Part 29: On Hunting And Gathering

In this situation, my father worked at the plant to restart production with many others.

There, too, there was a shortage of everything: transport capacity for limestone from the Harz, coal from the Geisel valley, and thousands of workers, because there were no longer any prisoners of war or foreign workers. Food also became scarce at home. We were not starving, but the stolen barley and flour had long since been used up. Everyone was fed up with the eternal paste soup. Father said, ‘I must organize some gluttony.’ He remembered that as a young unemployed man in the twenties he had worked as a farmhand in a small village. There he wanted to organize ‘some gluttony’ and I was to accompany him.

With our rickety bicycles we set off. 70 kilometers away to a godforsaken village near the store Kyffhäuser. We reached the tiny village without any incidents worth mentioning. Father found the farm and knocked on the gate for an awfully long time without being opened. By this time, the famished townspeople were flooding even the most remote village, and the farmers were barely responding. The farm dog yelped loudly and incessantly. After a while, the farm door opened after all. The farmer’s spouse eyed the strangers intently and, after a long pause, said in amazement, ‘You’re Alfred, and the one next to you must be your boy.’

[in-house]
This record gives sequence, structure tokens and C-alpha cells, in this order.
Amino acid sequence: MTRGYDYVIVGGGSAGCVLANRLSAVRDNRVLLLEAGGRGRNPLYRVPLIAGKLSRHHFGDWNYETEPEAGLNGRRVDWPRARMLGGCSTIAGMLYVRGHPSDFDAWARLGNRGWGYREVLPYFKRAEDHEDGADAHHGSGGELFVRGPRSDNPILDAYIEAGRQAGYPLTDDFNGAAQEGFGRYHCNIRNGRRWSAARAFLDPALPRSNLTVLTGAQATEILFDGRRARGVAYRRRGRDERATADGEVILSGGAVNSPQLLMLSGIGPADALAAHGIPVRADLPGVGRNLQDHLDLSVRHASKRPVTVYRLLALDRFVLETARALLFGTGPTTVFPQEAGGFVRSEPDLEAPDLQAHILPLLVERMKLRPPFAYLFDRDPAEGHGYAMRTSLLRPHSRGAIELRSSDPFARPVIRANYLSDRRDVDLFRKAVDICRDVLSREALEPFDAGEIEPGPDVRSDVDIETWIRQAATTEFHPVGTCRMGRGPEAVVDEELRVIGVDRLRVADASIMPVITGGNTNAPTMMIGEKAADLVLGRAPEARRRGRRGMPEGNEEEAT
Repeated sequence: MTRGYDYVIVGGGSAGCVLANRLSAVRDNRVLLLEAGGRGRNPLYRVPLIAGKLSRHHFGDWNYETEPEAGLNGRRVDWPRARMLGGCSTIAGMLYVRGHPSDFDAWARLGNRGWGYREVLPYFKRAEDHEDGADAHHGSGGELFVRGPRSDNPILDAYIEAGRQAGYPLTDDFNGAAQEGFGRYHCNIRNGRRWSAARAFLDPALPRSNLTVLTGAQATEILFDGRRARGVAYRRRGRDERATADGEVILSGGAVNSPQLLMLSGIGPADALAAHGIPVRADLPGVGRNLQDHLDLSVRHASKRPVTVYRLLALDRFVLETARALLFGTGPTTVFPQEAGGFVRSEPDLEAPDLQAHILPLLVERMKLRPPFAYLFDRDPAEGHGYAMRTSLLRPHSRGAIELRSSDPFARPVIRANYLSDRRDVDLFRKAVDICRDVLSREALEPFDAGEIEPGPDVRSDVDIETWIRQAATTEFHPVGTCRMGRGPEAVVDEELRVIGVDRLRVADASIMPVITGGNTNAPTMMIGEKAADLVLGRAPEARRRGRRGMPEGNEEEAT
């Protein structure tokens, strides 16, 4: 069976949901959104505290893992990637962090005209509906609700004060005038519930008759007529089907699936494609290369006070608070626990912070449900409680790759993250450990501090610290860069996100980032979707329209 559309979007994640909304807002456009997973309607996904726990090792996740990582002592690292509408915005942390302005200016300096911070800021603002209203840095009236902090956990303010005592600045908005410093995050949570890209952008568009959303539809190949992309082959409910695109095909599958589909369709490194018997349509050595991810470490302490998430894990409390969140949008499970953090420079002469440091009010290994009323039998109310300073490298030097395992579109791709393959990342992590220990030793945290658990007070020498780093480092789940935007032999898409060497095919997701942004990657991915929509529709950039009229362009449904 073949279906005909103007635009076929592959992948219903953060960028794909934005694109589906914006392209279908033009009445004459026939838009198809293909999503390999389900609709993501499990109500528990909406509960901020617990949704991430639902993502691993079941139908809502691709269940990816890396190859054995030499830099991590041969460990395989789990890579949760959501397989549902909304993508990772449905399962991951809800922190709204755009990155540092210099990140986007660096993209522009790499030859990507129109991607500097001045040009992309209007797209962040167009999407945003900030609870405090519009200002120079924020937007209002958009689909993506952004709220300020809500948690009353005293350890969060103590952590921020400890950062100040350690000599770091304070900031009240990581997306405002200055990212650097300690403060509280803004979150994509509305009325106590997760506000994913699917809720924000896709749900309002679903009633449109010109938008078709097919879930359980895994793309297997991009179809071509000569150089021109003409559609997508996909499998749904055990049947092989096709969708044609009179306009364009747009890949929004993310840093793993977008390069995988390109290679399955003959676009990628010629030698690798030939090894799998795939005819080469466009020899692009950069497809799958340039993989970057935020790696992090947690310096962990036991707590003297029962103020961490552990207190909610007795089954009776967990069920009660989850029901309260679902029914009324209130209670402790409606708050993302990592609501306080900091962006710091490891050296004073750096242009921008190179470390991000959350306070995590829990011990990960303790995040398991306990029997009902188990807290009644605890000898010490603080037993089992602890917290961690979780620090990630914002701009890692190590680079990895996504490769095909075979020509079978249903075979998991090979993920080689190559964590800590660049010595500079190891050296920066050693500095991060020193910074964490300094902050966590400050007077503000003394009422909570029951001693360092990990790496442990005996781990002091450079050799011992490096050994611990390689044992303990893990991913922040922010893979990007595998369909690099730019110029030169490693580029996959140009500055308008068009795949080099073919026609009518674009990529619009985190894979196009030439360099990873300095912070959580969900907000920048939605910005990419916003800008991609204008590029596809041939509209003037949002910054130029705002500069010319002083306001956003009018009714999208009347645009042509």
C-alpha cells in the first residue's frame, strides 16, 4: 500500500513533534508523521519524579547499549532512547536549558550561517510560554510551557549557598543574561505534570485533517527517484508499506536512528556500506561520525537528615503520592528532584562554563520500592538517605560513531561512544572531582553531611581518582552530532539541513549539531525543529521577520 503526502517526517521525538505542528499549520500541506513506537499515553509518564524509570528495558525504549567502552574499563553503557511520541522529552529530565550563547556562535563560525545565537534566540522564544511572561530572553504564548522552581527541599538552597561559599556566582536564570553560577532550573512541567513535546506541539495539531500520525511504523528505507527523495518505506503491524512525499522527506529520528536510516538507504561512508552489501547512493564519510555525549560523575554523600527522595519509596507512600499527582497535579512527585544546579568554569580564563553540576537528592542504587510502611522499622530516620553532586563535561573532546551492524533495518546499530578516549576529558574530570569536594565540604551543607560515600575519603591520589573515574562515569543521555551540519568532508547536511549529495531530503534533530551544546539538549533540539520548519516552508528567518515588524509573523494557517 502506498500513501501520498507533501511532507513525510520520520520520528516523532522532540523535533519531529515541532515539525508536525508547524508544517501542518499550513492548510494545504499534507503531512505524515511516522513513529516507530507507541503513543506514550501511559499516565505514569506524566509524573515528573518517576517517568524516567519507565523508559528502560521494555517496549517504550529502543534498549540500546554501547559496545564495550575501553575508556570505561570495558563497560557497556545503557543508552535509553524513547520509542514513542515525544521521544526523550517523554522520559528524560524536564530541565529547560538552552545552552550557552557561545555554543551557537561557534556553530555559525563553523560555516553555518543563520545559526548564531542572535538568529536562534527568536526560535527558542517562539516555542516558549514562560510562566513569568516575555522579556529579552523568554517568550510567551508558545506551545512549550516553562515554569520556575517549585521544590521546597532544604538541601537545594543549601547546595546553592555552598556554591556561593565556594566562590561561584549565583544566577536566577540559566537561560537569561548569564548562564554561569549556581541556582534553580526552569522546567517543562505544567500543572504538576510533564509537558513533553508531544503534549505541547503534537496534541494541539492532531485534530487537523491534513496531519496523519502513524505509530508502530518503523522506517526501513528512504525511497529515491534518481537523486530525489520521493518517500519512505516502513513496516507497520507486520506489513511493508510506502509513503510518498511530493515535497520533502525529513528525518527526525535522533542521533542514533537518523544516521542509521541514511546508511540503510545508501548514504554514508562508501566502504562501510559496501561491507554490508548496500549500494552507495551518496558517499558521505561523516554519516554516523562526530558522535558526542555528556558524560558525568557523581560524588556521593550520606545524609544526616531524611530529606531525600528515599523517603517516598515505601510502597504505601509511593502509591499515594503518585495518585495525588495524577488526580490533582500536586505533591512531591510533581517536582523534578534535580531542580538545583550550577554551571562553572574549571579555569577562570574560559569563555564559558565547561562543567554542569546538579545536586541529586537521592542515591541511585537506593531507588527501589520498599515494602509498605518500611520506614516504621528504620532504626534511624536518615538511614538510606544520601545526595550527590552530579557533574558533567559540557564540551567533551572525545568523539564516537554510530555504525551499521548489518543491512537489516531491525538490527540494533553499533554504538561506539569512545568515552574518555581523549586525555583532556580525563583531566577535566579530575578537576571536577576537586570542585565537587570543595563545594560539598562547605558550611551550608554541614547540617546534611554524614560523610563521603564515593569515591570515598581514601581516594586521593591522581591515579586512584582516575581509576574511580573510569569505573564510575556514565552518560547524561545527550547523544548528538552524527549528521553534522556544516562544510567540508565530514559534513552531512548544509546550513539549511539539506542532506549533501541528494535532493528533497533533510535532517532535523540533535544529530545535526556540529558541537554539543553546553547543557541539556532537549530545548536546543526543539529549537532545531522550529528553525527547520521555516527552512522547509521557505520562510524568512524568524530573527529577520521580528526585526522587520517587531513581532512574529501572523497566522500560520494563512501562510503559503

The ice was broken. We were invited inside. In exchange for something to eat, Father offered us to be harvest hands. The farmer immediately grabbed us with both hands. We were just in time for him. The harvest had to go in, the son was still in captivity or dead. Simply bringing strangers onto the farm in these uncertain times was risky. ‘Alfred, make up your mind. Grandmother has died, the old folks’ home is empty, you can move in with your family right away.’ The emphasis was on ‘immediately,’ because displaced persons from East Prussia, Silesia and the Sudetenland were streaming into the village every day. The mayor had to accommodate the refugees, it was a matter of time, and he would occupy the Altenteil.

Father decided, ‘We’re staying!’ Shortly thereafter, the Lanz Bulldog was refueled with crude oil, and, with two pneumatic-tired trailers, they headed toward town at a 20 km/h pace. Mother was literally caught off guard. She was crying her eyes out. Give up her beautiful, albeit damaged, apartment and head back to the village? Fetch the water from the hallway or possibly from the pump? The little place with the sawed-out heart in the door in the yard, next to a stinking manure pile? Maybe even pigs and chickens? No, never! Father remained firm. To starve or to live, that was the question. The few belongings that had been spared by the bombs were loaded onto the trailer, and five hours later we were in the new home.

Father comforted: It’s only for two or three years. It turned out to be six. Another life began. Father worked as an ox-cutter, mother as a seasonal day laborer. Hannchen and I were sent to the village school, which had only two classrooms. When I started school, the school had already been more modern and progressive. Classes for grades one through four were held on the first floor and grades five through eight on the second floor. The past had us back. 𝓣𝓸 𝓑𝓮 𝓒𝓸𝓷𝓽𝓲𝓷𝓾𝓮𝓭

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